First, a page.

In the latest edition of the Knowledge we look at the evolving cyber risk landscape and tightening data protection laws and ask how risk managers and their boards can build greater breach resilience.
The days of assuming that data breaches are primarily a problem for US corporates are over. Asia-Pacific may not be as litigious an environment, but rules surrounding data protection and breach notification are becoming increasingly stringent. Asian businesses are chiefly impacted by first-party losses associated with a systems compromise. Companies with headquarters, subsidiaries or customers in regions such as the US and Europe should also be cognisant of their broader exposure.
In the meantime, ransomware attacks such as WannaCry and Petya are further evidence that cyber does not respect borders.
As organisations look to improve their data security and breach resilience, the emphasis is on taking a holistic approach, gaining buy-in from senior management and working with departments such as IT and HR.
Employees, disgruntled or otherwise,can be dealt with via training and implementing stricter controls around access to data. In Asia, the low penetration of cyber insurance reflects a feeling that it does not fully address concerns over social engineering and has been designed with markets such as the US in mind.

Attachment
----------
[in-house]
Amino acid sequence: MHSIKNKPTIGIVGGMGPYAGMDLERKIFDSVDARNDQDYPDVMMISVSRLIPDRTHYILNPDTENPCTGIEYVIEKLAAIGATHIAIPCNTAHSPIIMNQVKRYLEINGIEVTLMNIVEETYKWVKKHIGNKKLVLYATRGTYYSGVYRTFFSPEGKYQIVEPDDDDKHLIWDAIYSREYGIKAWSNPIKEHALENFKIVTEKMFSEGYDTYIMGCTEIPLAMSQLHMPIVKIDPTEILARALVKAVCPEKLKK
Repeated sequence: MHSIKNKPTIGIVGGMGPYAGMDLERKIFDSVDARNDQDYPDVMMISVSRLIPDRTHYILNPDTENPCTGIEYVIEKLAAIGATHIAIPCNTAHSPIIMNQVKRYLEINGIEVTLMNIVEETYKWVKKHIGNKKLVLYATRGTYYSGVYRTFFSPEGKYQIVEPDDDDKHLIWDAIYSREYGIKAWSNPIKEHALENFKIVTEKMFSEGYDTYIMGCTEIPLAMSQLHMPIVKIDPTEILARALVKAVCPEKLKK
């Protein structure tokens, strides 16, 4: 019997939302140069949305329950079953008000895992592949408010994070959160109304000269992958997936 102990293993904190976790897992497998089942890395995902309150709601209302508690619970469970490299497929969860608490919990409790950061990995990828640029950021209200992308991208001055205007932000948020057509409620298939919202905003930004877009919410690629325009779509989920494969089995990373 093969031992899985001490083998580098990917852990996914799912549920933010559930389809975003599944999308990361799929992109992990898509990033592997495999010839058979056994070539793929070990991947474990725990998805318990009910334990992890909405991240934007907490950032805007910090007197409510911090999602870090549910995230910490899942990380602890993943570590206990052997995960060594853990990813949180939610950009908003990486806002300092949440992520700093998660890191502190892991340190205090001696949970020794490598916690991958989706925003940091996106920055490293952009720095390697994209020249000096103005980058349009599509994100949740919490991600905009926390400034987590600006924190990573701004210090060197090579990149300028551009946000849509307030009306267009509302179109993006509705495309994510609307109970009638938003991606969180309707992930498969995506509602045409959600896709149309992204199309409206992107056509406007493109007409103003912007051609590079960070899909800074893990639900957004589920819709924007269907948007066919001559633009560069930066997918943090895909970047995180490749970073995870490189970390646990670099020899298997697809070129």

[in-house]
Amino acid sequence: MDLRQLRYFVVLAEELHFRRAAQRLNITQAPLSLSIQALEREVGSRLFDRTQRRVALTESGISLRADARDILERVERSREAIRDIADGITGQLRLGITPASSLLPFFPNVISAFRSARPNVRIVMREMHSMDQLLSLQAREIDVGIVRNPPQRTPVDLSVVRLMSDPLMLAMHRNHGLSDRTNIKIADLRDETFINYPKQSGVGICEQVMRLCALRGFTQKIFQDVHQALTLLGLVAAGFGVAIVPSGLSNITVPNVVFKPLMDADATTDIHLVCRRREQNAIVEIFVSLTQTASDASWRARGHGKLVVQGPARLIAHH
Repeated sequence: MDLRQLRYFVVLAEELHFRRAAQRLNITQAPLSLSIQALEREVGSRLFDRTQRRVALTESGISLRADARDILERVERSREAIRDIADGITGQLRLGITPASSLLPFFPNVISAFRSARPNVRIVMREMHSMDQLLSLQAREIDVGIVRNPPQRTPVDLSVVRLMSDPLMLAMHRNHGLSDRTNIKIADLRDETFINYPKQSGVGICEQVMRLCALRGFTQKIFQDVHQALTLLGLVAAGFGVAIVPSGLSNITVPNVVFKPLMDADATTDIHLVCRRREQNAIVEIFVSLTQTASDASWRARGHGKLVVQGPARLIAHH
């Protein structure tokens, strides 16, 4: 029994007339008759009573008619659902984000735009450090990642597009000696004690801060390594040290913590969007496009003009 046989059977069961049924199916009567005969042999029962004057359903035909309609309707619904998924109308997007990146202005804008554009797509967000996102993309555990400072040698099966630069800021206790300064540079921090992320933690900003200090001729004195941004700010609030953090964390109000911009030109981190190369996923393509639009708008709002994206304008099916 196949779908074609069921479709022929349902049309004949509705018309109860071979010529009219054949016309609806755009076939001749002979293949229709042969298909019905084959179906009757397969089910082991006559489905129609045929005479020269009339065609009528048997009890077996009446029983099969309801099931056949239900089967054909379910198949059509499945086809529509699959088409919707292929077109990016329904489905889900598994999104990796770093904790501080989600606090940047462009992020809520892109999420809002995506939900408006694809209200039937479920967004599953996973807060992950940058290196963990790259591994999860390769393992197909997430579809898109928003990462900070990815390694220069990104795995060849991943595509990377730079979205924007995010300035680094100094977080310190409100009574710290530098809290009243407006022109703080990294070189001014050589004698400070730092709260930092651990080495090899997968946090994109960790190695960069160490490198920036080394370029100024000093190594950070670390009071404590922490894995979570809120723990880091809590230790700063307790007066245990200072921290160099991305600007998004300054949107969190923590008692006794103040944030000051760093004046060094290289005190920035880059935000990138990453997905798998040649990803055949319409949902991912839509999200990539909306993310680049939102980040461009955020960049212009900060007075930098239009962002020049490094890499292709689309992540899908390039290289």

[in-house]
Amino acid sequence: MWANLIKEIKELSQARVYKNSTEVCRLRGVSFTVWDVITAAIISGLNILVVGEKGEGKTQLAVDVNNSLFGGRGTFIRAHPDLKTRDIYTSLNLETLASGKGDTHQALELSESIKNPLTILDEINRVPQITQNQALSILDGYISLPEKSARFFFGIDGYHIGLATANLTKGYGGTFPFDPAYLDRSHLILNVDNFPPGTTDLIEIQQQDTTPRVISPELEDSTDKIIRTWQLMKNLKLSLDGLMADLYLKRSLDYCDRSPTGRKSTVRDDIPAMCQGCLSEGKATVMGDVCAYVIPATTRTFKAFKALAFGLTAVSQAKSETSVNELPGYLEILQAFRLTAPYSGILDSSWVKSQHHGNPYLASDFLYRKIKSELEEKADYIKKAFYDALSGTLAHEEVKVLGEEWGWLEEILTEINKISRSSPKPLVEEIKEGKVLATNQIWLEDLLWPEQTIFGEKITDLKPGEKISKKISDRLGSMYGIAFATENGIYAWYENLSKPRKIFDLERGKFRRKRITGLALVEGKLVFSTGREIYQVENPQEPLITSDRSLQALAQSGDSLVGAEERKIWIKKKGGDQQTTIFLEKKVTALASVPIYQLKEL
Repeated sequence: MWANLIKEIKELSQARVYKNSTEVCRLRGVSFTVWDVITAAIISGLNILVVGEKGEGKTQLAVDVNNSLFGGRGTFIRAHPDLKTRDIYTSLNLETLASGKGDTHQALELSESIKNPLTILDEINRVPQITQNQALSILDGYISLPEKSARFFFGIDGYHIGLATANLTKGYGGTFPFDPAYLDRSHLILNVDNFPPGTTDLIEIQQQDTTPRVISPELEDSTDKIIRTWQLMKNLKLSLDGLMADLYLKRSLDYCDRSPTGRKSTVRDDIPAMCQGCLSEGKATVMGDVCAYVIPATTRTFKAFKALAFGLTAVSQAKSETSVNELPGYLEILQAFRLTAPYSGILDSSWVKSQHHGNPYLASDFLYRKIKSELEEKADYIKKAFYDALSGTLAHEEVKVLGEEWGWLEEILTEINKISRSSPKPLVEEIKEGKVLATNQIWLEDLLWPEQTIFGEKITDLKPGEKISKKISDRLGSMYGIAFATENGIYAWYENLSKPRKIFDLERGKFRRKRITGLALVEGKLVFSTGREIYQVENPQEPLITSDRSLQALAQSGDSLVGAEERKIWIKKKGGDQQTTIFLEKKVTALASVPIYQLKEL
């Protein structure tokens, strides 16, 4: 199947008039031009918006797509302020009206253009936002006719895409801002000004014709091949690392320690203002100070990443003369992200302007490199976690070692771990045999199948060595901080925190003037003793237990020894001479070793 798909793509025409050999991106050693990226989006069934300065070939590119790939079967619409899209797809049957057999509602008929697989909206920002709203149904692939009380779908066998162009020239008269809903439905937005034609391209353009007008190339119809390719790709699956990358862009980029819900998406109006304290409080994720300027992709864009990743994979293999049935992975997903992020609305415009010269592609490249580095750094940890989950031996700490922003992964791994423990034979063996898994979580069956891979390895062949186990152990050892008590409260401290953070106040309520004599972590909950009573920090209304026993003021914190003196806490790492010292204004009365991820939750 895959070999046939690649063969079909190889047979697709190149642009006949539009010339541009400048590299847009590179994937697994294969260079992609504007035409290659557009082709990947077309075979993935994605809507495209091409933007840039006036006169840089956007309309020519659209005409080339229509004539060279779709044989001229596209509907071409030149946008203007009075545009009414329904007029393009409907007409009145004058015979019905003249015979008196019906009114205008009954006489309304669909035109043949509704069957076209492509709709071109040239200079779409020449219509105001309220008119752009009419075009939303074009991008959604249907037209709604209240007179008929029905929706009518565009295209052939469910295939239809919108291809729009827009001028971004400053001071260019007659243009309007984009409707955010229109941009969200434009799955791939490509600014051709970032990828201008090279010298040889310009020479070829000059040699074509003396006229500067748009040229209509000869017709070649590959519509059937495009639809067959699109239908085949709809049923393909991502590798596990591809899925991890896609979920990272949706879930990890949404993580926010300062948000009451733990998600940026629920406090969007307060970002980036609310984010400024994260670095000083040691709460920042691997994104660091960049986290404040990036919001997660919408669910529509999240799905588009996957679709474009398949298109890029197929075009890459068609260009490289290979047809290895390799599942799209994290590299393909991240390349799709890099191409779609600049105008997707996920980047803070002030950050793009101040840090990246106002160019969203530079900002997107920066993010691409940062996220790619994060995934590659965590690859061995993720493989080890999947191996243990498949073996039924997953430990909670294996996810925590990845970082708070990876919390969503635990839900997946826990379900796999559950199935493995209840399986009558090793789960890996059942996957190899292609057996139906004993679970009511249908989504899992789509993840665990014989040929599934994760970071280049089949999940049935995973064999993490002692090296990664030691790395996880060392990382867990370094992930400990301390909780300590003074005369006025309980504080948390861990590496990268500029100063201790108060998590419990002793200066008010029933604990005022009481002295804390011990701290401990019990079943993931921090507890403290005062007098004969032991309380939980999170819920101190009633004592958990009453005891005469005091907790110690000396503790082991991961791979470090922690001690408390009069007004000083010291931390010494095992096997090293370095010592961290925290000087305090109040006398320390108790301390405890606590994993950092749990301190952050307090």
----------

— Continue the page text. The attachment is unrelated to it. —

Meanwhile the offering evolves, with carriers underwriting more meaningful capacity as they broaden and clarify the wordings within standalone and traditional policies. The breach response packages that many insurers offer provide further resilience, offering reassurance that when the worst happens, the right experts will be mobilised to mitigate the fallout.
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